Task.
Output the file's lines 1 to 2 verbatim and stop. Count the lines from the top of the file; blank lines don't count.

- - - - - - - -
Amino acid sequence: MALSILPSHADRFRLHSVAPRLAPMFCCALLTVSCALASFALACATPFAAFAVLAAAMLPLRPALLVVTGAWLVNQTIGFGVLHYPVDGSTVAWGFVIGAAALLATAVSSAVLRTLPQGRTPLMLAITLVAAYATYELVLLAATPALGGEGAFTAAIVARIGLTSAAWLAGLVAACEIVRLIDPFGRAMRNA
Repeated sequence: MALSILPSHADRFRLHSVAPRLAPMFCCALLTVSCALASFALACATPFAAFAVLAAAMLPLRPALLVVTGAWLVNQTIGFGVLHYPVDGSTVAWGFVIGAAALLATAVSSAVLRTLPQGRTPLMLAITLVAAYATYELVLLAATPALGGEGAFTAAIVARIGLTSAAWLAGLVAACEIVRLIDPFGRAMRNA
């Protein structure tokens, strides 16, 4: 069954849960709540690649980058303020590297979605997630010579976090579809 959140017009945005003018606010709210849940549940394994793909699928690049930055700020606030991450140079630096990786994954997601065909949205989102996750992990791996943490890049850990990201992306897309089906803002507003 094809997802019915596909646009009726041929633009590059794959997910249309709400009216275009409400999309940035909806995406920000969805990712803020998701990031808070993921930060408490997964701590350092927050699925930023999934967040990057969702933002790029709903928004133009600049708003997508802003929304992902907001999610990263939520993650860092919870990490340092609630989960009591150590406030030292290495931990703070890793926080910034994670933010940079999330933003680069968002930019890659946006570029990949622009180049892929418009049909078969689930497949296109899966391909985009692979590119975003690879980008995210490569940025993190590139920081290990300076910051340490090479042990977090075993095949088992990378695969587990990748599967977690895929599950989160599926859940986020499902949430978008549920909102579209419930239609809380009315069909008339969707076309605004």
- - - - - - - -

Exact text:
Amino acid sequence: MALSILPSHADRFRLHSVAPRLAPMFCCALLTVSCALASFALACATPFAAFAVLAAAMLPLRPALLVVTGAWLVNQTIGFGVLHYPVDGSTVAWGFVIGAAALLATAVSSAVLRTLPQGRTPLMLAITLVAAYATYELVLLAATPALGGEGAFTAAIVARIGLTSAAWLAGLVAACEIVRLIDPFGRAMRNA
Repeated sequence: MALSILPSHADRFRLHSVAPRLAPMFCCALLTVSCALASFALACATPFAAFAVLAAAMLPLRPALLVVTGAWLVNQTIGFGVLHYPVDGSTVAWGFVIGAAALLATAVSSAVLRTLPQGRTPLMLAITLVAAYATYELVLLAATPALGGEGAFTAAIVARIGLTSAAWLAGLVAACEIVRLIDPFGRAMRNA